Canadian Kardashian sisters to date billionaires and survive to tell the tale.
After years of romances with a series of fabulously wealthy Nigerian boyfriends, the flamboyant Canadian sisters Jyoti and Kiran Matharoo needed somewhere to store the pricey spoils of their dating careers. So they converted a bedroom in their Toronto home into a large walk-in closet that resembles a luxury boutique.
An entire wall is lined with more than 70 pairs of designer high-heeled shoes. Glass wardrobes display dozens of handbags and purses from brands like Hermès, Celine, Gucci and Saint Laurent. Equally pricey clothing drapes tightly from hangers and fills trunks stacked to the ceiling.
There are separate drawers for belts, rings, earrings, bracelets, silver necklaces and gold ones. They own a collection of rose gold and diamond-encrusted watches easily worth several cars. And the white Mercedes-Benz sedan parked outside? It is their third paid for by a wealthy paramour, they said.
Did they even pay for any of this stuff?
“Not really, no,” said Jyoti, 34.
Her sister responded similarly.
“The only time I go shopping is when someone gives me their credit card,” said Kiran, 32.
Armed with this luxury haul, the Matharoos have tried to copy the modern art of idle glamour pioneered by Paris Hilton and perfected by Kim Kardashian West. They followed the playbook so effectively that they are sometimes called the “Canadian Kardashians” for their devotion to spandex bodysuits, private jet travel, Christian Louboutin and social media.
But if their reality-television muses are famous for being shamelessly rich, the Matharoos became notorious after their unapologetic pursuit of material excess backfired, exploding into a messy international scandal involving one of the world’s richest men, a salacious gossip website, stints in Nigerian and Italian custody, and a battle to clear their names with Interpol, the global police organisation.
‘It All Happened So Fast’
The Matharoo sisters never intended to become a cautionary tale about the perils of social media influence. They were born and raised in Toronto, by middle-class parents who had immigrated from India. The sisters’ lives changed abruptly 10 years ago, when Jyoti, fresh out of college, met a Nigerian petroleum magnate.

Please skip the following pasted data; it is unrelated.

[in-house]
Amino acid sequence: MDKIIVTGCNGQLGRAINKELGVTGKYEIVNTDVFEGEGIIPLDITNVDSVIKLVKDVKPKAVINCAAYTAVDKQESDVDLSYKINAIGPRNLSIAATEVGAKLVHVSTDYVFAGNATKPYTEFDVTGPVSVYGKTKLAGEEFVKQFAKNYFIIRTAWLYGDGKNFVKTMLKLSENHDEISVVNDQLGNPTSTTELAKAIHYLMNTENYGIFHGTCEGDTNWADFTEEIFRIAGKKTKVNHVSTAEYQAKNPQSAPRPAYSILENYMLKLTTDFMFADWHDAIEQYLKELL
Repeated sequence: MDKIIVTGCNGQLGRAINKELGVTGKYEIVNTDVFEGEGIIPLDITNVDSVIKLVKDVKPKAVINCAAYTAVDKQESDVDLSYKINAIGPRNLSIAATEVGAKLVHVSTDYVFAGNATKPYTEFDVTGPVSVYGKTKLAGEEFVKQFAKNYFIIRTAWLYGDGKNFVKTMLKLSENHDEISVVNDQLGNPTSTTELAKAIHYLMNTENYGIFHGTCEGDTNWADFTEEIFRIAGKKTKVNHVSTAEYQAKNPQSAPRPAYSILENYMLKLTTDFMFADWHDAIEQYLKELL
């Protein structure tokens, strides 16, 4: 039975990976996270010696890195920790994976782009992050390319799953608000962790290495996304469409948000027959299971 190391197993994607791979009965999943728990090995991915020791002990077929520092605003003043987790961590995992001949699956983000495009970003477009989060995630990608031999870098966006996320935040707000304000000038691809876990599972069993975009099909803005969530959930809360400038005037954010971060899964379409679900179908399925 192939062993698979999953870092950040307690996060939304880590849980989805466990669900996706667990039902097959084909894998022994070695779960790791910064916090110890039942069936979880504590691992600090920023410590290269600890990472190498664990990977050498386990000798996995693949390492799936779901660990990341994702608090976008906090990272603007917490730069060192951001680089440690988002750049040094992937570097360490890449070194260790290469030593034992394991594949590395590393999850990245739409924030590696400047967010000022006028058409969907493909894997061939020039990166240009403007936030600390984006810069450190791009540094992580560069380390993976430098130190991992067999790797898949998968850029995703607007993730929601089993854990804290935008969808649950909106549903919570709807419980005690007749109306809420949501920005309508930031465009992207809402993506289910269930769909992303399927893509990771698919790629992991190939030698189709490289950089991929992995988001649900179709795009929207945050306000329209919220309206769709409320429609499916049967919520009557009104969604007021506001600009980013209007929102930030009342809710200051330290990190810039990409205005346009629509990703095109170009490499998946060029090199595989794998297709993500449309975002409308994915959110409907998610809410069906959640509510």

“He’s not a rapper with expensive watches,” said Jyoti. “It’s generations and generations of money.”
He flew both sisters on private jets to France and Greece and eventually to Nigeria, a destination they did not disclose to their strict parents. Upon landing, a convoy of Mercedes-Benz G-Class SUVs drove them to his home, a heavily marbled mansion with a pool and a litany of servants. Kiran lazed away poolside while Jyoti accompanied her lover to Kuala Lumpur, Malaysia, to play polo with a prince.
“It all happened so fast,” Jyoti said. “There wasn’t even a moment for us to be like, ‘Is this really happening?’”
Within a few months, she said, he bought her a condominium in Toronto and began giving her a monthly $10,000 stipend so she would not have to work.
This affair was not to be a forever love, though. Over the years, the sisters globe-trotted with a succession of paramours. In particular, both sisters travelled frequently to Nigeria and said that dating wealthy men there was easy.
“Once they find out you have a sister, it’s over,” Kiran said. “We don’t find them. They find us.”
They also began to document their lavish adventures on social media: yachting in the Bahamas, shopping sprees in Paris and Dubai, flying on private jets and sunbathing in Saint-Tropez and Spain. In the photos, they are invariably adorned in swag – Hermès handbags, shoes by Alaïa, watches by Audemars Piguet.
Neither would say exactly how many billionaires they had dated.
“If you say more than one, you’re automatically considered a gold digger,” said Jyoti, although she admitted that the number is higher than one. “I’m attracted by the power of who they are, what they do and what position they are on the Forbes billionaire list.”
Kiran described herself as an old-fashioned girl who simply likes to be courted.
“If you want to date me, you have to spoil me,” she said.
In brandishing this high-end brand of pampered independence, the sisters seemed to delight in rejecting society’s expectations of women’s roles.
“Marriage and alimony are acceptable, but being single and letting a guy give you things is not,” Jyoti said. “You have to own it. I don’t feel like I’m a piece of property.”
The Matharoos’ growing notoriety made them particular favourites of Nigeria’s gossip blogs, which tracked their rumoured relationships with the sort of savage coverage normally reserved for troubled royals. “Indian twin-menace: Nigeria’s most promiscuous sisters,” one headline declared in 2016: “Why billionaire housewives dread them.”
The sisters received more scorn from social media commenters.
“The road to Hell is paved with Birkin bags, promiscuity, sloth, Instagram photos, and vanity,” a commenter posted on a gossip blog thread entitled “High Paid Escorts/Prostitutes: Jyoti & Kiran Matharoo.” This thread runs for 220 pages – “more than some celebrities,” Kiran said, with pride.
The Sisters Get Arrested
When the dark side of the fantasy arrived – this was in Lagos, in December 2016 – it was as sudden as it was severe.
A few days after the Matharoos had returned to Nigeria, they were awakened by a loud knocking at their hotel room door. A group of men burst in and told the women they had to come to the police station. Some of the men, who turned out to be plainclothes police officers, took photos of the sisters in their bathrobes. These soon appeared online. The sisters asked to see a warrant and a badge but got no response.
“I told them I’m going to call my embassy, but when I started dialing, one guy grabbed the phone out of my hand,” Jyoti said. “They said if we don’t get dressed, they were going to carry us out just like that.”